RICHMOND, South Africa -- The weekend assassination of a political warlord here and the immediate apparent reprisal killings of 11 others underlined a question that loomed even before the shootings: Can this year's elections be held without more widespread bloodshed?
In the first democratic elections in 1994, this volatile province of KwaZulu-Natal was ravaged by political violence between black parties. The cycle of killings here has never stopped, and now there are suspicions that white zealots are trying to intensify the situation as a first step toward destabilizing the province, and perhaps the nation.
The Western Cape province is another political powder keg. There, the African National Congress would like to wrest control this year from the New National Party, which was the old party of apartheid. Against the backdrop of this confrontation, an outbreak of gangsterism and urban terrorism is threatening local stability, with the army and police moving this week to try to forestall anarchy.
The ANC rules this small rural town set in attractive hills, but the new United Democratic Movement would like to establish it as its fiefdom.
Sisipho Nkabinde, 37, the national general secretary of the UDM, was shot to death Saturday as he, his bodyguard and the bodyguard's mother left a downtown supermarket. They were attacked by half a dozen gunmen who struck with military precision. Those with him were wounded and are hospitalized in critical condition.
Within 24 hours, an attack was launched on homes in an area controlled by the UDM's chief rival for local power, the governing ANC. Eleven people were killed and eight injured in apparent revenge for Nkabinde's death.
Police, soldiers deployed
Last night, more than 800 police and soldiers deployed here, but the situation remained volatile. A group of UDM gunmen ambushed a convoy carrying ANC officials in the town center yesterday morning. Three of the UDM attackers were wounded and two arrested.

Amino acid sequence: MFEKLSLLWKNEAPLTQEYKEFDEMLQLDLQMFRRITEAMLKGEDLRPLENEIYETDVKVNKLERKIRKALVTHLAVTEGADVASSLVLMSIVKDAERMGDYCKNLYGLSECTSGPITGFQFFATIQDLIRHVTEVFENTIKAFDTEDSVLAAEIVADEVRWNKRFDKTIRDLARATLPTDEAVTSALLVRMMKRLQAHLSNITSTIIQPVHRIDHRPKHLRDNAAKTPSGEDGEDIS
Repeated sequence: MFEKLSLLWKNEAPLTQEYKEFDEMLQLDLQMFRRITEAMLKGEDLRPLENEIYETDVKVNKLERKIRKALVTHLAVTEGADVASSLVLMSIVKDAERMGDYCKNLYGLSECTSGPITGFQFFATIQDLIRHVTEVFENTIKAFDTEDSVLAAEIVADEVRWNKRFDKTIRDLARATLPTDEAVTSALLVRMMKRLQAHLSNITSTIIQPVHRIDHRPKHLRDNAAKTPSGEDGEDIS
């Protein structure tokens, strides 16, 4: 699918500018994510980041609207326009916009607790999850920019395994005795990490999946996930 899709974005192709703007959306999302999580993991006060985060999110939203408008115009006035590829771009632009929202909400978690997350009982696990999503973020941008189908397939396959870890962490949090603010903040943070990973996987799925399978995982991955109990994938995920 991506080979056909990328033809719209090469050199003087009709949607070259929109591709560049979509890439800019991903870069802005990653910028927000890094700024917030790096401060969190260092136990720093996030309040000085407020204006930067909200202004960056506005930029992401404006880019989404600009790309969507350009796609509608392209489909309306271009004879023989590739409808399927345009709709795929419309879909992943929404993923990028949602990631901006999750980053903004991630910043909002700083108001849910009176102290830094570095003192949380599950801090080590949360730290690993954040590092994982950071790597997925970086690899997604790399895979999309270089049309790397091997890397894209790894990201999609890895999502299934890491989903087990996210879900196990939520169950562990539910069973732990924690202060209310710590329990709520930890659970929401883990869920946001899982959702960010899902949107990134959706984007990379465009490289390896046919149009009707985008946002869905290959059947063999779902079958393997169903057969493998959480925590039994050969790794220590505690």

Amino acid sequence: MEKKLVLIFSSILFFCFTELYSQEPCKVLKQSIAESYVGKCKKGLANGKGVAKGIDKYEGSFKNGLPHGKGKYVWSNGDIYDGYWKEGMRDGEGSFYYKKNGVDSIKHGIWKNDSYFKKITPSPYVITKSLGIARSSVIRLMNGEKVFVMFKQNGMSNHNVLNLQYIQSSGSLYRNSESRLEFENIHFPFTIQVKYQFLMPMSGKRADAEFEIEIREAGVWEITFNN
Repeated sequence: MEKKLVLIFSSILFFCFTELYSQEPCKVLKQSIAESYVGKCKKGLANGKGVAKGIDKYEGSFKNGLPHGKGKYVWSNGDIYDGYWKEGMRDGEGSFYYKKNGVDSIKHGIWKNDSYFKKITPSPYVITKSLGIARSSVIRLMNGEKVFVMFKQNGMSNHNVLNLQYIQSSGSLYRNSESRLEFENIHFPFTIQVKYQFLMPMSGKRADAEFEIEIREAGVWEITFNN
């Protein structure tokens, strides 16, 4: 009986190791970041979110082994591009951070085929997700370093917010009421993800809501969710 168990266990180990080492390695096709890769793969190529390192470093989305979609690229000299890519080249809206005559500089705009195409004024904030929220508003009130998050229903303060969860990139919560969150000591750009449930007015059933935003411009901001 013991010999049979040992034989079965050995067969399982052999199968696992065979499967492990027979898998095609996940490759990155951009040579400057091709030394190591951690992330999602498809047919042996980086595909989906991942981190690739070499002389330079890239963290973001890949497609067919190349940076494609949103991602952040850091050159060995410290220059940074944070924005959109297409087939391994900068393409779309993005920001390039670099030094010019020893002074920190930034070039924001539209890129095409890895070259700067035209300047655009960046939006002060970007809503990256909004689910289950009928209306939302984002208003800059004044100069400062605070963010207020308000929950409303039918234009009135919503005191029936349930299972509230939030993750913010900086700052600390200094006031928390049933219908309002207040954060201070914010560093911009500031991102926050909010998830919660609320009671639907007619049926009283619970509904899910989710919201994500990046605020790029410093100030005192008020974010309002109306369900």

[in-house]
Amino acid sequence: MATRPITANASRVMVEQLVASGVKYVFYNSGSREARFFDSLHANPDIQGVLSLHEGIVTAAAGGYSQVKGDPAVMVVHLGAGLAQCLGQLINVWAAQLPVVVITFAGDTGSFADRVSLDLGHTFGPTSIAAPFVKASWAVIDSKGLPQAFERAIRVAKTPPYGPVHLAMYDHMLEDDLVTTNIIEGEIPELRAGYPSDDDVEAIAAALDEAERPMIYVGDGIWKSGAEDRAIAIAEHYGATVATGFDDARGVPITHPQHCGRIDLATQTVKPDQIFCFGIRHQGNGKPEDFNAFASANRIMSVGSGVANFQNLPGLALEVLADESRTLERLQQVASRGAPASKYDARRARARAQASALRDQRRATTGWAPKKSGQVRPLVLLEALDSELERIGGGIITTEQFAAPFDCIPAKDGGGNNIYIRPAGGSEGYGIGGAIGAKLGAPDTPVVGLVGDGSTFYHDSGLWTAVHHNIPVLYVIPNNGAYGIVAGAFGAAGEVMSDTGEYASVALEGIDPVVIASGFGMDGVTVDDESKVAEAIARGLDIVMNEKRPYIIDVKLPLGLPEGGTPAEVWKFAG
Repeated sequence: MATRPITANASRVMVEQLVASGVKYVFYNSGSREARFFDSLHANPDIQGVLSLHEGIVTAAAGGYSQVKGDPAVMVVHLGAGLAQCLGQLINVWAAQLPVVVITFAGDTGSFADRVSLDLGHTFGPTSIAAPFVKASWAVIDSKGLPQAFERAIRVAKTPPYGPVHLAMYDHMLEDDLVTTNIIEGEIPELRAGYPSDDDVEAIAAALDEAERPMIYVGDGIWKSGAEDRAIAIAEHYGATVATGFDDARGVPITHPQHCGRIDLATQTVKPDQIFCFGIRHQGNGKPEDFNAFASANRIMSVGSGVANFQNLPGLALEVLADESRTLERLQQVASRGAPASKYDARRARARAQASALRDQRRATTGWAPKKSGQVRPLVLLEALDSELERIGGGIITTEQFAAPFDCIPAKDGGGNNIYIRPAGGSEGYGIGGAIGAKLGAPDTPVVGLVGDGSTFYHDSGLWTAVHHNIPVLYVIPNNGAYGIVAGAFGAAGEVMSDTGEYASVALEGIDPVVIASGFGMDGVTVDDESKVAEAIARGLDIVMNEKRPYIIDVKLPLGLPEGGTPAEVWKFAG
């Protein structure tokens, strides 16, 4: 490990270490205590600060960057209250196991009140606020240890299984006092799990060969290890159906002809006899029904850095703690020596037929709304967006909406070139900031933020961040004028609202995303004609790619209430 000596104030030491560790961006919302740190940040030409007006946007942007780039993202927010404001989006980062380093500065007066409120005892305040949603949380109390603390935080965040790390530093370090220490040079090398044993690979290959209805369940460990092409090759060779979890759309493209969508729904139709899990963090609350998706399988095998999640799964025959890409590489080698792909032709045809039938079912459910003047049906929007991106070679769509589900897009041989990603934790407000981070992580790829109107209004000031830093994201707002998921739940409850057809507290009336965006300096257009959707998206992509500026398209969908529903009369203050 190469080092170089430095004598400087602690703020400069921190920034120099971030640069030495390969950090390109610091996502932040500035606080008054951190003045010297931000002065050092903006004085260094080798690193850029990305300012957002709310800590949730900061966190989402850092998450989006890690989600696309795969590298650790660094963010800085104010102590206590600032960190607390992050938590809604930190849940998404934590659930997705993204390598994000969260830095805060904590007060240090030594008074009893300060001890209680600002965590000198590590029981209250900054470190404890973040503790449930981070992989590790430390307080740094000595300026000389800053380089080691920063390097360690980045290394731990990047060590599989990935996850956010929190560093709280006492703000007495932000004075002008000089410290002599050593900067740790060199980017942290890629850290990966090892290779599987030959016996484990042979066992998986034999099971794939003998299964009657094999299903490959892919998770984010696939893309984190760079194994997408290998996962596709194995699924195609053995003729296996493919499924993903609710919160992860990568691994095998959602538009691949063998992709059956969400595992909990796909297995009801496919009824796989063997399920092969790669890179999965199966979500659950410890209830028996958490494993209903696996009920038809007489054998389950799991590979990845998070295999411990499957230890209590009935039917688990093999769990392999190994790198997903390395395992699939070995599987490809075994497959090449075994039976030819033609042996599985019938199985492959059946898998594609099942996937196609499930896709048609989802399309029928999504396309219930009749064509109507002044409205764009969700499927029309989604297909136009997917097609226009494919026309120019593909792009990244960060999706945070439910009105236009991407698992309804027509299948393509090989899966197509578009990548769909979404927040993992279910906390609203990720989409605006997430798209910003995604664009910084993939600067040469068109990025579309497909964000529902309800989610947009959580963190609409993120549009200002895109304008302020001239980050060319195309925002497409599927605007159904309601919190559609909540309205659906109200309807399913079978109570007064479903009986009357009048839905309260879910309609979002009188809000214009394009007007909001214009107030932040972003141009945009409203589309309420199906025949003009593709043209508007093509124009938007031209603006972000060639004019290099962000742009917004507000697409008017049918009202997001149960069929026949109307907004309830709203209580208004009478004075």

President Nelson Mandela canceled a state visit to Uganda yesterday in response to the violence. This year's elections will end his era.
In KwaZulu-Natal province, black leaders emerged and maintained control during the years of apartheid largely by the power of the gun and their physical presence.
For almost 20 years, the bloody confrontation here has been between the Zulu-based Inkatha Freedom Party, defending its regional power base, and the ANC, which sought countrywide dominance.
Expelled from ANC
Nkabinde, a powerful figure with extensive military training during the struggle against apartheid, initially put himself at the service of the ANC. But in April 1997, he was expelled from the party for allegedly spying for the police during his years as a guerrilla.
He was subsequently arrested on 15 murder charges -- which he insisted were politically motivated -- and acquitted last year. Once out of jail he joined the UDM, a new nonracist party anxious for power. Nkabinde clearly wanted his own fiefdom here, for which he had to end ANC dominance.
In a television interview, he said: "I know that somewhere in this province there is one bullet with my name on it. When it comes up, it comes up, so I have nothing to fear."
The 'Third Force'
There is a complicating element -- a shadowy "Third Force," allegedly comprising white right-wing police and army officers ready to exploit local tensions to increase political instability.
The supposed goal: to make Richmond ungovernable as a first step to destabilizing the province, and perhaps the nation.
University of Natal researcher and conflict monitor Mary de Haas told the South African Broadcasting Corporation that Nkabinde's murder suggested "a deliberate strategy" to start another cycle of political killings here.
The police have a clue to the assassins who murdered the 11 people in the ANC-controlled area of Ndeleni. Security forces using night-vision goggles saw the attackers and believe they killed one, whose body is in the town morgue and whose identity is being established.
Other possible suspects
If suspicion in Nkabinde's death falls mainly on his ANC rivals, there are other possibilities: his bodyguards, some of whom he recently reportedly fired; professional criminals with whom he is said to have had a profitable relationship; and local taxi operators with whom he allegedly clashed over their lucrative but uncontrolled popular transport routes.
In the darkening town center last night, a young school teacher, too frightened to give his name, said: "Sisipho was behind the violence. He and a few strong men were responsible. Things should quiet down quite quickly now."
Nkabinde's grieving sister, Nonhlanhla, said: "He was clever. He was loving. He was tender, and he really did know how to look after us."
Pub Date: 1/25/99